Returning to Work
This was the case for Anne, a new mom who needed to return to work. A busy physician in a solo practice, Anne planned to go back to work only a month after giving birth to her first child. As a healthcare expert, she knew all about the benefits of breastfeeding. Yet given the pressures of her schedule, Anne reluctantly acknowledged that she could pump only once during lunch.
With the help of a supportive lactation consultant, Anne worked out a plan that would allow her to combine breast and bottle feeding. For the first three weeks after giving birth, Anne exclusively breastfed to build a good milk supply. One week before her planned return to work, Anne began offering formula during two of the baby's daily feedings.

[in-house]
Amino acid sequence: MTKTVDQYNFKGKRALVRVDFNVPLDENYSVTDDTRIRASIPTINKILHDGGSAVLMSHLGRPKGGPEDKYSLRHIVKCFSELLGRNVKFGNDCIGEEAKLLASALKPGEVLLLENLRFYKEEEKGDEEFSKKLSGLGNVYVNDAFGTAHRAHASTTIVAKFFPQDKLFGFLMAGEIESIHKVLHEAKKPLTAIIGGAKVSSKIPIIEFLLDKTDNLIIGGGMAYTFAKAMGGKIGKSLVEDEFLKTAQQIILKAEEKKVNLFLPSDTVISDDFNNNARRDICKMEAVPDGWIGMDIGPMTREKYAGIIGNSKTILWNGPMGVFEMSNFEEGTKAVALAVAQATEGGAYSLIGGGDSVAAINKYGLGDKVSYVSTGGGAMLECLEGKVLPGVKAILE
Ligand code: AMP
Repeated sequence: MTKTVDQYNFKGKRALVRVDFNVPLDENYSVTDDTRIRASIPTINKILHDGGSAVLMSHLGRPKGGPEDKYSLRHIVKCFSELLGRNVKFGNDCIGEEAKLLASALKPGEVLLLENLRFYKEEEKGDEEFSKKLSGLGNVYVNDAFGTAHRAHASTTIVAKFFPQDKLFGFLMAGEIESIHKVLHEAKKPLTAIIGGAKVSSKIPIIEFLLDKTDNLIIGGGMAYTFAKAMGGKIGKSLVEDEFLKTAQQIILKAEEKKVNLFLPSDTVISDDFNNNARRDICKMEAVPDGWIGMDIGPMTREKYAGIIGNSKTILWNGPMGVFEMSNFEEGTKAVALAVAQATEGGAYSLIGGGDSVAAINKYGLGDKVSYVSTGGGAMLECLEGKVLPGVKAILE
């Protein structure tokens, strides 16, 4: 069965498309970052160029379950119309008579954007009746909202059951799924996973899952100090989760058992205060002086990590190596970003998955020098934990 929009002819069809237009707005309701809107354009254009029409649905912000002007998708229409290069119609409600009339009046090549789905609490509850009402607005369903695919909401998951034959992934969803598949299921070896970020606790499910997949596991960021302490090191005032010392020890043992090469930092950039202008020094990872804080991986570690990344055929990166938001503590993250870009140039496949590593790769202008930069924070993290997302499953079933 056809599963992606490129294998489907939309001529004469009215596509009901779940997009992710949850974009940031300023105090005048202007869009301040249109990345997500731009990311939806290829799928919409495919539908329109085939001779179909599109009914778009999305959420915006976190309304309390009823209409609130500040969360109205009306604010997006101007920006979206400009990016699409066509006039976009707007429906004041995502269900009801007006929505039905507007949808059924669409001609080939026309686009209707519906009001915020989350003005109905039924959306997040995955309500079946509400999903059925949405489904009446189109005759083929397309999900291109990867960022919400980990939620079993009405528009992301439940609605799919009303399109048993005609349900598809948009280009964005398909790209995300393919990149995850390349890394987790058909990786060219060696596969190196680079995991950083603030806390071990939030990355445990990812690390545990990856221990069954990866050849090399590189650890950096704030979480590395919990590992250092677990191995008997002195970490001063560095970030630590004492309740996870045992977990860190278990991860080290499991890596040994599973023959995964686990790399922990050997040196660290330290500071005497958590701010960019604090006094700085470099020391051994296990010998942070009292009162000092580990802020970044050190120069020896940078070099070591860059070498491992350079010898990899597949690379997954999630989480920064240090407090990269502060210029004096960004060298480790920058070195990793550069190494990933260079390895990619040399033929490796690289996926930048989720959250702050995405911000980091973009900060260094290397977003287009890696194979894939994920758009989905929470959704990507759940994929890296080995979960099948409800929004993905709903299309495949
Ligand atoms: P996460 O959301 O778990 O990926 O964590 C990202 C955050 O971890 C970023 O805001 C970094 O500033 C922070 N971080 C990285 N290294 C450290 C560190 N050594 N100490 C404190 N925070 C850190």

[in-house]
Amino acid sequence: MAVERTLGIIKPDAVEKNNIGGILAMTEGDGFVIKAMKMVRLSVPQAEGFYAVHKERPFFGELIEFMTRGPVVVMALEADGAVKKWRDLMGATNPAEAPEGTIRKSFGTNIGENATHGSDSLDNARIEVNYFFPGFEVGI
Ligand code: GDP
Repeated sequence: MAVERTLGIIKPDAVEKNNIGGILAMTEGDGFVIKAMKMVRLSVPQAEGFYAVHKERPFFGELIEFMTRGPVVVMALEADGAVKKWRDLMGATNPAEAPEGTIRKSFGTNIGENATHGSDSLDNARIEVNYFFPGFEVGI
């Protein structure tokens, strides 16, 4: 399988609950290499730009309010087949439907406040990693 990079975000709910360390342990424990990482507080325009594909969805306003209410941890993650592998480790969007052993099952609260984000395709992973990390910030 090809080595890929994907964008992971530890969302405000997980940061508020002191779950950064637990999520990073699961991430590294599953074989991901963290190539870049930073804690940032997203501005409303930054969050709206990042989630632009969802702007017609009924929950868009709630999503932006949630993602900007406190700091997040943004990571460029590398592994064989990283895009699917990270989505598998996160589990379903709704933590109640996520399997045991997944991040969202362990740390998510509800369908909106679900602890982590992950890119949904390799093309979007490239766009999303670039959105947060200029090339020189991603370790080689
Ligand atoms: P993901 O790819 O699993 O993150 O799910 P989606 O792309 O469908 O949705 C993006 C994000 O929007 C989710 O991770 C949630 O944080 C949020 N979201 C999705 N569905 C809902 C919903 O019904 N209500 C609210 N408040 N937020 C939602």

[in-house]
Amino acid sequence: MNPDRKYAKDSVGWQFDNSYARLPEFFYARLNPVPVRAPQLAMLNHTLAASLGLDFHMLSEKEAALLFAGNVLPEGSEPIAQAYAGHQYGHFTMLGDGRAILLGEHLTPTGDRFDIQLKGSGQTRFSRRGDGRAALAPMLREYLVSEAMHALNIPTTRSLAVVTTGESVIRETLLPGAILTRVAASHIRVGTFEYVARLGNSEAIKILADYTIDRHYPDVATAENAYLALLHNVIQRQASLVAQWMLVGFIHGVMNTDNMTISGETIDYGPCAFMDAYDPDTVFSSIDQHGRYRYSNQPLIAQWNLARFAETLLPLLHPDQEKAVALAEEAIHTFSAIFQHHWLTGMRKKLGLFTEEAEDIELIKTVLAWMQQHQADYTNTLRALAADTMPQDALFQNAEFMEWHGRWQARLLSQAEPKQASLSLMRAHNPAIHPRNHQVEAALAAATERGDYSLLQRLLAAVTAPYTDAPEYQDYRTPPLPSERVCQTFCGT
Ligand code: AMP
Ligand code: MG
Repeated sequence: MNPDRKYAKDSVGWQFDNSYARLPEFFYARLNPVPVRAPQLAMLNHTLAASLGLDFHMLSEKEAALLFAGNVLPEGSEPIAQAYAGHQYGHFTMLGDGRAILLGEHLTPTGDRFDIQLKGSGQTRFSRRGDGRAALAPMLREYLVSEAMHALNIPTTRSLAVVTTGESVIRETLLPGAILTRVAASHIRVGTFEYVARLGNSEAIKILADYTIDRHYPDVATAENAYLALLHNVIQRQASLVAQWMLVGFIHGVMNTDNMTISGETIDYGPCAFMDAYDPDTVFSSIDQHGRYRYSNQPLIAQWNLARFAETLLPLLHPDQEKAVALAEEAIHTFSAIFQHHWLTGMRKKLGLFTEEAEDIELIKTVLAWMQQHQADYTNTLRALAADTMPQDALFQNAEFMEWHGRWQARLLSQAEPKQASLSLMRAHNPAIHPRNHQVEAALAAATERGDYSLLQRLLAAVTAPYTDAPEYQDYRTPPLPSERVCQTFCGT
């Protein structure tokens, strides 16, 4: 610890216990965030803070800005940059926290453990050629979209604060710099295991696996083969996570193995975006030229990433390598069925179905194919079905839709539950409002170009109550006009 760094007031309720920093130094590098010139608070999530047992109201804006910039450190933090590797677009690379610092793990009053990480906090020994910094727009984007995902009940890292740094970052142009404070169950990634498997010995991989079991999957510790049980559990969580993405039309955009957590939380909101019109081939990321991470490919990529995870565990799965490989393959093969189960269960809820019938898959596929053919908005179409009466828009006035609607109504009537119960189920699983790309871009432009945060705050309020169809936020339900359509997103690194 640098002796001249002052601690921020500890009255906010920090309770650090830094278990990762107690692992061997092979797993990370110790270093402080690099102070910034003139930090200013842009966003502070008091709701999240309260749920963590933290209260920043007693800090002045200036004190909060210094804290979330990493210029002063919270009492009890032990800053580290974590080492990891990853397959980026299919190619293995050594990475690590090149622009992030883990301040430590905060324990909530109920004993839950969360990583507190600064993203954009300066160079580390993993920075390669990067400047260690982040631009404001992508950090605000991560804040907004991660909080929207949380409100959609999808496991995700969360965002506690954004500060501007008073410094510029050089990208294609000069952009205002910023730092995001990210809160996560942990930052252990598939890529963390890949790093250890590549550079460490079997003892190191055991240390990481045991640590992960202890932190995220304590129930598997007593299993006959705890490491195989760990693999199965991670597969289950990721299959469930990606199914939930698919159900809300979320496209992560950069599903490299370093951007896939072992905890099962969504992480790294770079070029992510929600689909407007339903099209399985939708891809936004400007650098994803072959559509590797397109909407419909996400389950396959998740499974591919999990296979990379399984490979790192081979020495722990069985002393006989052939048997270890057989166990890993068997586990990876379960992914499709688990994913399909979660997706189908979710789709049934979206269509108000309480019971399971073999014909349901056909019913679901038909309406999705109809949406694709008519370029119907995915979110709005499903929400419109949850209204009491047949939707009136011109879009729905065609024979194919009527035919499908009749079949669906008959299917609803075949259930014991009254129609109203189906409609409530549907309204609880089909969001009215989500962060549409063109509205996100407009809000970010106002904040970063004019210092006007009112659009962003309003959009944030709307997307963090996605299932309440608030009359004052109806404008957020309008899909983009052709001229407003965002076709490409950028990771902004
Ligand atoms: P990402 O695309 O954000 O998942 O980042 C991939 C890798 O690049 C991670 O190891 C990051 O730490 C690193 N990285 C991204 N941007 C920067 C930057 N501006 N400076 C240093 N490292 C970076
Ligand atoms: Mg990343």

Now while Anne works, the nanny feeds bottles of pumped milk and formula. At the end of each day, snuggling in the rocking chair helps Anne and her baby reconnect in a special way. Anne's milk supply has adjusted to her schedule, and she is happy that she is practicing what she preaches.
Are you also interested in combining breast and bottle for your baby? If so, there are a few important things to keep in mind:
- Before introducing formula or a bottle with breast milk, be sure to wait until breastfeeding is well established (this usually takes about five to six weeks postpartum). Waiting will help reduce your baby's chances of developing nipple confusion or establishing a bottle preference.
- If you are going to give formula at the same feed as breastfeeding (for example, if you're not producing enough milk), breastfeed first to keep up your supply.
- Use a breast pump to keep up your milk supply. Try pumping before you go to bed at night or first thing in the morning; some doctors also recommend pumping before a nursing session. Since breastmilk supply depends on the laws of supply and demand, you can "trick" your body into producing more milk by employing the use of a pump.